NEW YORK—The Minnesota-based investors who tried unsuccessfully to oust Sardar Biglari from atop Steak n Shake’s parent company had hoped their campaign at least would serve as a wake-up call that led to better corporate governance in the future.
It didn’t work.
Biglari was combative and not the least bit contrite Thursday during the Biglari Holdings annual shareholder meeting in New York City. When an investor asked whether the proxy fight—spurred by what the activists called egregious corporate governance practices—would lead him to do things differently in the future, he bashed the attackers as being clueless.
“There are more idiots in the stock market than I previously thought,” Biglari said. “And I had low expectations.”
Minnesota-based Groveland Capital had hoped to win over enough fellow shareholders to elect its own slate of six directors, replacing the 37-year-old Biglari and the other five incumbents.
The activists said drastic action was needed based on the stock’s underperformance, the company’s declining profitability, strained franchisee relations and poor corporate governance—including an unusual arrangement that allows Biglari to earn tens of millions of dollars in fees managing company assets. His total 2014 compensation was $35 million.
Biglari, a Warren Buffett devotee from San Antonio, gained control of Indianapolis-based Steak n Shake in 2008 following his own activist campaign. He renamed the company for himself and turned it into a holding company. In addition to the burger chain, it now owns Western Sizzlin, an insurance company, the Maxim men’s magazine and a big stake in Cracker Barrel.
Biglari told shareholders the discount-pricing strategy he implemented at Steak n Shake pulled the chain out of a tailspin and turned it into a juggernaut. He said Steak n Shake and Chipotle are the only two publicly traded restaurant chains that can boast 25 consecutive quarters of increasing same-store sales.
Before he took charge, “the chain was going to become a footnote in the history of American brand names,” Biglari said.
He also defended the performance of other parts of the company and said the short-term ups and downs in the stock market are an imperfect measure of the long-term value he’s building.
Biglari said it’s not surprising he’s drawn critics “because we do a lot of things differently. … It’s the cost of being an unconventional company.”
It’s not clear how close Groveland came to pulling off its coup. At the meeting, Biglari Holdings said preliminary results showed all incumbents had won but that a final tally wouldn’t be available for a few days. In a press release later in the day, the company went further, saying all existing directors had been “overwhelmingly” re-elected.
Groveland, a hedge fund with $25 million in assets, faced stiff odds because it owns a mere 0.2 percent of the stock. Sardar Biglari, on the other hand, had far more clout. One of the controversial governance arrangements allows him to vote 19 percent of the shares, even though he directly owns just 1.5 percent of the stock.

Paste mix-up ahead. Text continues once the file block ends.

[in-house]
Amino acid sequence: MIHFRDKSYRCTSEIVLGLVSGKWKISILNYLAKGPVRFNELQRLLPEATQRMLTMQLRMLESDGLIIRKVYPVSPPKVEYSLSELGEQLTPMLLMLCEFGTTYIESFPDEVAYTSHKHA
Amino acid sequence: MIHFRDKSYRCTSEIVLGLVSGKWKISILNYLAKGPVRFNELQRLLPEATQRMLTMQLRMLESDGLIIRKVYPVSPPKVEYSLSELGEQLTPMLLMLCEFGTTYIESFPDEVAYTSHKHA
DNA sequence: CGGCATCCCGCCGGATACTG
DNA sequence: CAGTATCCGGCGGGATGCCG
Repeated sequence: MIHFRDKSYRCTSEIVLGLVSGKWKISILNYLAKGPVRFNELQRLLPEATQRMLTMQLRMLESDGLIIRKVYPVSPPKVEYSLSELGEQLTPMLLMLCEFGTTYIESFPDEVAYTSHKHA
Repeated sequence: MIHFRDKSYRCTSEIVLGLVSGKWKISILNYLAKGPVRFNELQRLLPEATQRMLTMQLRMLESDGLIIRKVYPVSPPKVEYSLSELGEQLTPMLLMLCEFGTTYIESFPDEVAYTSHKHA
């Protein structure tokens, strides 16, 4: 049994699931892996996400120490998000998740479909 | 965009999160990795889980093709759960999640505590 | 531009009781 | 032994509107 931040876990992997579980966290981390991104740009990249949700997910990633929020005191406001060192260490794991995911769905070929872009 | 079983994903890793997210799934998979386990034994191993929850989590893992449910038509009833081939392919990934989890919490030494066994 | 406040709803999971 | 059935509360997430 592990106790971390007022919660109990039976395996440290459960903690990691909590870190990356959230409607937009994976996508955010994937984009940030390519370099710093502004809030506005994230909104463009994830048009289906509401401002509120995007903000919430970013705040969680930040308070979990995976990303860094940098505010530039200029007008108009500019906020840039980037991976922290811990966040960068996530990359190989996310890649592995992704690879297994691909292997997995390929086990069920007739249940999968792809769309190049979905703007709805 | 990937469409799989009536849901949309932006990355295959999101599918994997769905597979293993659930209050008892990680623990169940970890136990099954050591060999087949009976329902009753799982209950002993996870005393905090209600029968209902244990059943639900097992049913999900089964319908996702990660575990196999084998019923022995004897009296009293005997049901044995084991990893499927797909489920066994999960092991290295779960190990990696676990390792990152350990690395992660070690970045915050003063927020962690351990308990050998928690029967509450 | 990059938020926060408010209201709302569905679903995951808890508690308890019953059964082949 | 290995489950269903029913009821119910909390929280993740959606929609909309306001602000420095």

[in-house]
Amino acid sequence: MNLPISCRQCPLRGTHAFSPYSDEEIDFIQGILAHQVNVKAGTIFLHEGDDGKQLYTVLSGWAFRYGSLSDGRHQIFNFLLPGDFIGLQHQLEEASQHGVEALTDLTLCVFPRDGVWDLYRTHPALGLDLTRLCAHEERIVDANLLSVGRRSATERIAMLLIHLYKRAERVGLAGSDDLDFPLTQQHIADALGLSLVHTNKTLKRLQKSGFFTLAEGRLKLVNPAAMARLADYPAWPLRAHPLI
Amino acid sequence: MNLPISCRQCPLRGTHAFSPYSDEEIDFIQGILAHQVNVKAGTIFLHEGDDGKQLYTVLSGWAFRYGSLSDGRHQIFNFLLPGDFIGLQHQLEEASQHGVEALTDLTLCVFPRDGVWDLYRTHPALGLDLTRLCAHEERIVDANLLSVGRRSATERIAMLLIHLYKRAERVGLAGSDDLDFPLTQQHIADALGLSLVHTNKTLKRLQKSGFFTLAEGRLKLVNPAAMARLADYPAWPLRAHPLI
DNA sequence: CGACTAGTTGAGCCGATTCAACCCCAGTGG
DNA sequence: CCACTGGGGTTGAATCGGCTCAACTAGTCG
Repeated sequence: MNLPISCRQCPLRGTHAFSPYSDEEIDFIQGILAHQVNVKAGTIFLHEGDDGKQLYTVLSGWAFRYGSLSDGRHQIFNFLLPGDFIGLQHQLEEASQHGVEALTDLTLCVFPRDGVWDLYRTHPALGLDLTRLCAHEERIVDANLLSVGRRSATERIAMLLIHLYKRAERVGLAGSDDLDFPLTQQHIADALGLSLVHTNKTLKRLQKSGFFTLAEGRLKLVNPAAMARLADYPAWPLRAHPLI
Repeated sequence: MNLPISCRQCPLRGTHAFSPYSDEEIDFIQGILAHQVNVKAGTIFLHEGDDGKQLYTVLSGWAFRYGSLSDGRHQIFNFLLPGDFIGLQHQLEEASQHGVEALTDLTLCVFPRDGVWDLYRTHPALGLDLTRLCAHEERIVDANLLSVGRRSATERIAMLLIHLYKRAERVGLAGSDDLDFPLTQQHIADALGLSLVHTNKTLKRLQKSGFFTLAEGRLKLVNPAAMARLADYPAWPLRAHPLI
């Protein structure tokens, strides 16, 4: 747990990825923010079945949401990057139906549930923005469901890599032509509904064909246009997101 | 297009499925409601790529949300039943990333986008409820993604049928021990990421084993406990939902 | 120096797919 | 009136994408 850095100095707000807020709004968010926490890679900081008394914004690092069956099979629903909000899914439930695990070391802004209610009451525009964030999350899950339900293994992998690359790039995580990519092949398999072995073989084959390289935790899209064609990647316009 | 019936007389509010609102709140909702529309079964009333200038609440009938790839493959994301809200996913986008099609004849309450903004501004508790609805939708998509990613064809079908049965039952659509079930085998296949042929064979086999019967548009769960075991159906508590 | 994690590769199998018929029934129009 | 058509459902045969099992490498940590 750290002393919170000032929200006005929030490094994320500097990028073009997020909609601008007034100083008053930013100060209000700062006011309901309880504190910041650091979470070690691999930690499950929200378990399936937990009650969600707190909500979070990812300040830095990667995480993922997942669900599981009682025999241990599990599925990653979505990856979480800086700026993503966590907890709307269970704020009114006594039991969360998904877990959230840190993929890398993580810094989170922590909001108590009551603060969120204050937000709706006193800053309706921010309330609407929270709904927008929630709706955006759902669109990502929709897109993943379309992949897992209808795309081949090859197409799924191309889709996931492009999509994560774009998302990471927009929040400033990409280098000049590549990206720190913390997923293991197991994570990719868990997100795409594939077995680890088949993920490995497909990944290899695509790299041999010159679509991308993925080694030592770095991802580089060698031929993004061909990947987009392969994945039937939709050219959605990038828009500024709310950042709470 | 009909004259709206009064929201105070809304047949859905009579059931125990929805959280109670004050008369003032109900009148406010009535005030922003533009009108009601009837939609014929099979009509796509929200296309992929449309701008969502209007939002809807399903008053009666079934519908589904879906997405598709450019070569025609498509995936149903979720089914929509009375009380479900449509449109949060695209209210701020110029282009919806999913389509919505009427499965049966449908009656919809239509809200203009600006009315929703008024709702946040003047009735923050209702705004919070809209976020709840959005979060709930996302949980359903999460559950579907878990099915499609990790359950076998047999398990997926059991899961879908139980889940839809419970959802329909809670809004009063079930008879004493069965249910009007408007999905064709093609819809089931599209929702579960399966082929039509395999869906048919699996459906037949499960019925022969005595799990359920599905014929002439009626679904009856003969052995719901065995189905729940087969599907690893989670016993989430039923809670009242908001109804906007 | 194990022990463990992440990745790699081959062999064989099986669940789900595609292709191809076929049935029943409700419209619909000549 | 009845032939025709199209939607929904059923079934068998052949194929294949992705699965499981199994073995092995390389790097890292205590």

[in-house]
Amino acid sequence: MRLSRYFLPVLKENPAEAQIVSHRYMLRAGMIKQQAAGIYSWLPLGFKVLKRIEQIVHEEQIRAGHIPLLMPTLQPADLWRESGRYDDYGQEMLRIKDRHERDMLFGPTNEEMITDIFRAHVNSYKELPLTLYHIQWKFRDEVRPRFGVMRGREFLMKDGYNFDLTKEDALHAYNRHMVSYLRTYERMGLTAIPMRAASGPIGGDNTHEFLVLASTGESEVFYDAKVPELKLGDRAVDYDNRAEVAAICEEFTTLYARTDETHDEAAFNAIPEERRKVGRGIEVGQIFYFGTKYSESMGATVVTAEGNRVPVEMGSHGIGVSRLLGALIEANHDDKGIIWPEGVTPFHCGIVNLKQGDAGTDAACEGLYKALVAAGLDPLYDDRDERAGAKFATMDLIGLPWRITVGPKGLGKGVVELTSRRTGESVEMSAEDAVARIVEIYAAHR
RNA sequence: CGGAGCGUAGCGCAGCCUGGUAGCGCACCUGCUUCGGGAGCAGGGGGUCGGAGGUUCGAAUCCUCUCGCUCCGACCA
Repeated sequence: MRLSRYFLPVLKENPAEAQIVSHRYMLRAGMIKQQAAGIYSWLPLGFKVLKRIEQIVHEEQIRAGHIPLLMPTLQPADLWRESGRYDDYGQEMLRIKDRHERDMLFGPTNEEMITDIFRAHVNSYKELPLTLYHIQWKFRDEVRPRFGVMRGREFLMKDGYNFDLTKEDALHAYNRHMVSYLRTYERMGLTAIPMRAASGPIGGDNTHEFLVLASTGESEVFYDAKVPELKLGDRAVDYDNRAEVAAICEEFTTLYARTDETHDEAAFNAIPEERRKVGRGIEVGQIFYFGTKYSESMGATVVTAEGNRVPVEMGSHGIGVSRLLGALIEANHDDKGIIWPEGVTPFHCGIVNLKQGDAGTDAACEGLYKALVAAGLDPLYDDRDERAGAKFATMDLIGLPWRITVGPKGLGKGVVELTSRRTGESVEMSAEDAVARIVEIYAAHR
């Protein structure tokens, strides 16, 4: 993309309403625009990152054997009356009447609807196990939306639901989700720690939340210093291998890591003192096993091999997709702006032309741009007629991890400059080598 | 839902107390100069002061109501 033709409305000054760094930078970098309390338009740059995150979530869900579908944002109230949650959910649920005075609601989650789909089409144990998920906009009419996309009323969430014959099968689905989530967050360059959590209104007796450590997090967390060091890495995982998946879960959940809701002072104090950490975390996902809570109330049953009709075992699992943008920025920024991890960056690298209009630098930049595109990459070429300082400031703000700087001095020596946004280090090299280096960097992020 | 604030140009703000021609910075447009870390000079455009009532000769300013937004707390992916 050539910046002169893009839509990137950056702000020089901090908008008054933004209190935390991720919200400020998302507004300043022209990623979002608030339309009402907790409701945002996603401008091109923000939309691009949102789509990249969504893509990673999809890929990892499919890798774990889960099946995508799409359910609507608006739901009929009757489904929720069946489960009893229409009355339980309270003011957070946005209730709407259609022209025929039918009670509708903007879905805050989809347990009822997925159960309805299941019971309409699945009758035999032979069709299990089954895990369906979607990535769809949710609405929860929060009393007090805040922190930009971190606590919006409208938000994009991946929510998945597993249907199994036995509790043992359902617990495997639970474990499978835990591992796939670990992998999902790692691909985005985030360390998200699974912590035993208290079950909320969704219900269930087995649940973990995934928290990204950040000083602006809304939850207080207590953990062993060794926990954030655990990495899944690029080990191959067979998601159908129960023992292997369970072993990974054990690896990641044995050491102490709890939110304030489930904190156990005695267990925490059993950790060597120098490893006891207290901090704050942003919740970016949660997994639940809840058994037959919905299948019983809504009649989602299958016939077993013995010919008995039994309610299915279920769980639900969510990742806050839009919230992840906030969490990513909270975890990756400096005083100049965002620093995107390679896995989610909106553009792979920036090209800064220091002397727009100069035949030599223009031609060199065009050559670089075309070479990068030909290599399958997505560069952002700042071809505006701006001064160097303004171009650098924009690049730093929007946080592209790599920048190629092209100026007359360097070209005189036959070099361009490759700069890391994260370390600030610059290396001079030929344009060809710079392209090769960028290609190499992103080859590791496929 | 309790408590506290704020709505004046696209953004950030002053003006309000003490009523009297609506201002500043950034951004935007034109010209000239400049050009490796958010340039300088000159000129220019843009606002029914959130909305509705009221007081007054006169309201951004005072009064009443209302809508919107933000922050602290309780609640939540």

Even so, Groveland officials said they nearly won over enough heavyweight investors to prevail. Affiliates of billionaire investor Mario Gabelli, which own nearly 10 percent of the shares, slid into Groveland’s corner. (Gabelli told IBJ earlier in the week he considered Biglari’s voting of shares he doesn’t own to be “stuffing the ballot box.”) But two other big investors that did not cast their votes until this week—Blackrock Inc. and the Vanguard Group, which together own 13 percent—ended up siding with incumbents.
“If a few shareholders or a few institutions had changed their minds, it would all have been different,” said Nick Swenson, 46, Groveland’s CEO.
Groveland’s campaign suffered a huge setback earlier this month when Institutional Shareholder Services—by far the most influential firm in advising investors on how to vote on proxy matters—refused to back any of Groveland’s candidates. It agreed governance was a mess at Biglari Holdings but said Groveland’s slate was too inexperienced and its plan to run the company too sketchy.
ISS was critical of a 2013 deal under which Biglari licensed his name to the company for 20 years. He won’t receive royalties if he remains atop the company, but if he were forced out for anything but malfeasance, he’d receive 2.5 percent of sales for five years—a sum that could surpass $100 million.
The advisory firm also took aim at a convoluted corporate structure through which Biglari Holdings has shifted more than $600 million in assets into the Lion Funds, investment vehicles controlled by Biglari himself.
At the annual meeting, Biglari was curt when shareholders quizzed him about the propriety and purpose for such arrangements. “There is no self-dealing. Next question,” he said at one point. “There isn’t a conflict of interest. Next question,” he said at another.
But most of the more than 100 shareholders who crowded into the meeting room at the St. Regis Hotel were there because they believe in the entrepreneurial, unconventional Biglari, not because of concerns raised by Groveland.
The meeting ran nearly six hours because Biglari has a policy of making public comments just two times a year—in an annual letter to shareholders in December and at the annual meeting, where he fields questions until shareholders have no more.
By the final hour, most of the two dozen or so shareholders still in the room were devotees. With most of his critics gone, Biglari spoke even more sharply about Groveland’s attacks.
“There were plenty of hit-and-run arguments,” he said, calling them “utter nonsense. It was silly.”
Biglari added: “On a personal level, I enjoyed it, because I enjoy battles.”